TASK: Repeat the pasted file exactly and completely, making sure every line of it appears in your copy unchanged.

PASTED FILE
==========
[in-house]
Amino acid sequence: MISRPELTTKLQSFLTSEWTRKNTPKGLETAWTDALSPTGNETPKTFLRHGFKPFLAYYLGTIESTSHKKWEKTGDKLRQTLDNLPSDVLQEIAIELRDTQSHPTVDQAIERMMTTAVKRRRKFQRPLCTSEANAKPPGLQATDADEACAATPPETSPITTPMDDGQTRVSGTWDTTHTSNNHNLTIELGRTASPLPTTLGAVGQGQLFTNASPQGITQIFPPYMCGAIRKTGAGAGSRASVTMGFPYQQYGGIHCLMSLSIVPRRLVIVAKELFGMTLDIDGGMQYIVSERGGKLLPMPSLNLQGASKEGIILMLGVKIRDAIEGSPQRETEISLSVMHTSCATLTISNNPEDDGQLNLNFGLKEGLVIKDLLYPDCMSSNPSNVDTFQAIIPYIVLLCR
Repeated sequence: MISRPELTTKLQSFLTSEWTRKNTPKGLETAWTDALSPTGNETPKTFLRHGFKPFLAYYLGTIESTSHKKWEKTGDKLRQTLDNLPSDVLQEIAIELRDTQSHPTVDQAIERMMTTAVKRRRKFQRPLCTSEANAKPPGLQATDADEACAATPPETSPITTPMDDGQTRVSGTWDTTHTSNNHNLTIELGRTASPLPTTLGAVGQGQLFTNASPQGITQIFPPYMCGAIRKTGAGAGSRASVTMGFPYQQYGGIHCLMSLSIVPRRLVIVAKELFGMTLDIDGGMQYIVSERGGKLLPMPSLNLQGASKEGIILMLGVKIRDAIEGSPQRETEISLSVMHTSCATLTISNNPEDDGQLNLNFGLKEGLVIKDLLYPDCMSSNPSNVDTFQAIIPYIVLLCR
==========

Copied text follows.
[in-house]
Amino acid sequence: MISRPELTTKLQSFLTSEWTRKNTPKGLETAWTDALSPTGNETPKTFLRHGFKPFLAYYLGTIESTSHKKWEKTGDKLRQTLDNLPSDVLQEIAIELRDTQSHPTVDQAIERMMTTAVKRRRKFQRPLCTSEANAKPPGLQATDADEACAATPPETSPITTPMDDGQTRVSGTWDTTHTSNNHNLTIELGRTASPLPTTLGAVGQGQLFTNASPQGITQIFPPYMCGAIRKTGAGAGSRASVTMGFPYQQYGGIHCLMSLSIVPRRLVIVAKELFGMTLDIDGGMQYIVSERGGKLLPMPSLNLQGASKEGIILMLGVKIRDAIEGSPQRETEISLSVMHTSCATLTISNNPEDDGQLNLNFGLKEGLVIKDLLYPDCMSSNPSNVDTFQAIIPYIVLLCR
Repeated sequence: MISRPELTTKLQSFLTSEWTRKNTPKGLETAWTDALSPTGNETPKTFLRHGFKPFLAYYLGTIESTSHKKWEKTGDKLRQTLDNLPSDVLQEIAIELRDTQSHPTVDQAIERMMTTAVKRRRKFQRPLCTSEANAKPPGLQATDADEACAATPPETSPITTPMDDGQTRVSGTWDTTHTSNNHNLTIELGRTASPLPTTLGAVGQGQLFTNASPQGITQIFPPYMCGAIRKTGAGAGSRASVTMGFPYQQYGGIHCLMSLSIVPRRLVIVAKELFGMTLDIDGGMQYIVSERGGKLLPMPSLNLQGASKEGIILMLGVKIRDAIEGSPQRETEISLSVMHTSCATLTISNNPEDDGQLNLNFGLKEGLVIKDLLYPDCMSSNPSNVDTFQAIIPYIVLLCR